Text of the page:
The Metropolitan Museum of Art, NY
– its plans for the opening of its 150th birthday exhibition delayed by Covid 19,
and its history and mission under internal review in the wake of massive race-based disturbances in the US and world – reopened today.
To visit again this exclusively red-brown-black portrait of a man within sight of his freedom, after more than two decades of slave status,
freedom from the hand of his master, undoubtedly his teacher, and portraitist, Diego Velázquez.
Juan de Pareja,1606-1670; and details below, 1650, oil on canvas.
Diego Velázquez, 1599-1660, Spanish. Metropolitan Museum of Art, NY
The museum’s guidance on this portrait which entered its collection in 1971, is this:
Juan de Pareja, a man of African and white Spanish descent, born near Malaga, was a slave for at least two decades, working as a workshop assistant to Velázquez in Seville. His name is noted in the family’s records as early as 1634.
Seville at the time had a large population of slaves of African and native American descent working in many parts of the city’s domestic and commercial economy.
Velázquez took Juan de Pareja with him to Rome when he won the commission to portray Pope Innocent X.
It was in Rome in 1650 that Velázquez made this portrait of his slave; to universal acclaim.
Vatican archives contain a manumission document of 1650 in which Velázquez agreed to free de Pareja after four years of additional service.
It is not known why he did this in the Eternal City and at that time.
When de Pareja gained his freedom in Madrid, he embarked on a painting career independent in style from that of his former slave master. Very successful also.
The Met points to this large painting as Juan de Pareja’s masterpiece
The calling of Saint Matthew, 1661, oil on canvas.
Juan da Pareja, 1606-1670. The Prado, Madrid; photo from its website
Christ is summoning Matthew to follow him.
The artist’s self-portrait is on the extreme left.
On the left, de Pareja included himself looking beyond the picture frame at us.
He has a piece of paper in his hand with his signature on it. (All of his paintings were visibly and carefully signed with his name.)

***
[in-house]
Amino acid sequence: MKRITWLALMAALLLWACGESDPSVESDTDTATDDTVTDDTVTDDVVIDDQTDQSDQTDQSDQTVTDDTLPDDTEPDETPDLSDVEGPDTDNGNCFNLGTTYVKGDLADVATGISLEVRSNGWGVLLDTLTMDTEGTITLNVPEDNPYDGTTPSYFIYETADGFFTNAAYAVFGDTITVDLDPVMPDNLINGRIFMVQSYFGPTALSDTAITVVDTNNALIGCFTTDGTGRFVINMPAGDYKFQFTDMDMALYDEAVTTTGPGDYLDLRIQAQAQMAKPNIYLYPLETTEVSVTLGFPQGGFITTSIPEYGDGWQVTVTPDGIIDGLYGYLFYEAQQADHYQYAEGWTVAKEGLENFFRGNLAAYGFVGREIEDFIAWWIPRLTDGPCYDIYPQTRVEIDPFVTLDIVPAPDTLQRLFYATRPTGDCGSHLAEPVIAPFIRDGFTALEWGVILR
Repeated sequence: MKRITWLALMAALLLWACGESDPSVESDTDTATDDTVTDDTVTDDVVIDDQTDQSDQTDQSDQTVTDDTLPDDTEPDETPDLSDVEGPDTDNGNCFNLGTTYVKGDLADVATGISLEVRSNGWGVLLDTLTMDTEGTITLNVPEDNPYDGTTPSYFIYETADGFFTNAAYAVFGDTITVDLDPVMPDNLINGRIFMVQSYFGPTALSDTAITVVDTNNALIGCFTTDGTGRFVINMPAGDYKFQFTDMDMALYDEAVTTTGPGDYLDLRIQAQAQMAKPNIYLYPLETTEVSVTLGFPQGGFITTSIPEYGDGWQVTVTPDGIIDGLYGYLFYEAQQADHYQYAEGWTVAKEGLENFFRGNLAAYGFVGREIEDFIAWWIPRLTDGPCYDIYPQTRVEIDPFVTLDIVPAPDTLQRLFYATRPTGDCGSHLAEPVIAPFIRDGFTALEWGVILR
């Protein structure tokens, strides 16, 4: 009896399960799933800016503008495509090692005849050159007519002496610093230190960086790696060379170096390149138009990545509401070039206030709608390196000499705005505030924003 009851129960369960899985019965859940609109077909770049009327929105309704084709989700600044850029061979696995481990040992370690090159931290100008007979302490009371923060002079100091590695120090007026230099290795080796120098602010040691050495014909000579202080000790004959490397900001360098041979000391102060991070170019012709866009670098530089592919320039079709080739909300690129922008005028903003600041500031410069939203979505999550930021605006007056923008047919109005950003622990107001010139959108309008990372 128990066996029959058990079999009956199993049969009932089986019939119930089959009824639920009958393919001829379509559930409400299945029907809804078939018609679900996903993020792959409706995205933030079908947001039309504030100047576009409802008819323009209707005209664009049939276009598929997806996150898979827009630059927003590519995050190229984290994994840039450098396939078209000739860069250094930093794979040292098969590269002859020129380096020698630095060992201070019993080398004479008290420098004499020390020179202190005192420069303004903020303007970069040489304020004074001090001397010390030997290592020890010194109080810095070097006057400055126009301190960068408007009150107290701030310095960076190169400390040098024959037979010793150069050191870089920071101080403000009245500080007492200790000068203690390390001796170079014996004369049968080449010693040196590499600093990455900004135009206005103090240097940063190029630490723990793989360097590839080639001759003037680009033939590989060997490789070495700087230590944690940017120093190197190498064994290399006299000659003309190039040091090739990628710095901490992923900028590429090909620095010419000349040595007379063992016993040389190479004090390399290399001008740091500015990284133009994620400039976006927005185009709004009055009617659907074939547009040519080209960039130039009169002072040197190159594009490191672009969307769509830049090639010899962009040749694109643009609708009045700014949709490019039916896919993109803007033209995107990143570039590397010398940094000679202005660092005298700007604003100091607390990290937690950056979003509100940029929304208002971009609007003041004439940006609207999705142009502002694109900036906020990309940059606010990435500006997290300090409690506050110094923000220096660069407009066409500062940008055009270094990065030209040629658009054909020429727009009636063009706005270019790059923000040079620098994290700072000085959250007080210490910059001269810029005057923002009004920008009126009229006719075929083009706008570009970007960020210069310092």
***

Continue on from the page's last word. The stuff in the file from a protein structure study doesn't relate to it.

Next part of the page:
Which brought to my mind with pleasure and interest Diego Velázquez‘ own self-portrait in Las Meninas, 1656, at his large easel, on the left looking beyond the picture frame at us.
Las Meninas, 1656, oil on canvas.
Diego Velázquez, 1599-1660, Spanish. The Prado, Madrid from whose website this photo
These two paintings – Las Meninas and The Calling of St. Matthew – as different as are their styles and subject matter are in company at the Prado;
as their painters were in company for so long in their lives with each other.
The one at his easel; the other with the signature of his own exclusive authorship as a free man in hand.
And the mystery – is it just to our modern mind? – being how such an unequal relationship can have yielded not only a portrait of a slave by his master which gives no hint of social unease or subordination: quite the opposite;
but also yielded a career as assured and independent as it was successful on the part of that slave, once set free, in a hidebound and hierarchical society in which slavery had yet one hundred and sixty-one years more to run its legally-sanctioned course.
These three paintings are connected in my mind by these mysteries.
Nor am I unhappy that the veiled and sorrowfully pugnacious eyes of Juan de Pareja yield no answers. As they cannot.
The answers are left to our imaginations informed, perhaps, by further historical scholarship. And also by our own work in our own societies today?
To invite again and again into the presence of this masterwork
where, on either side, are two more. In my mind.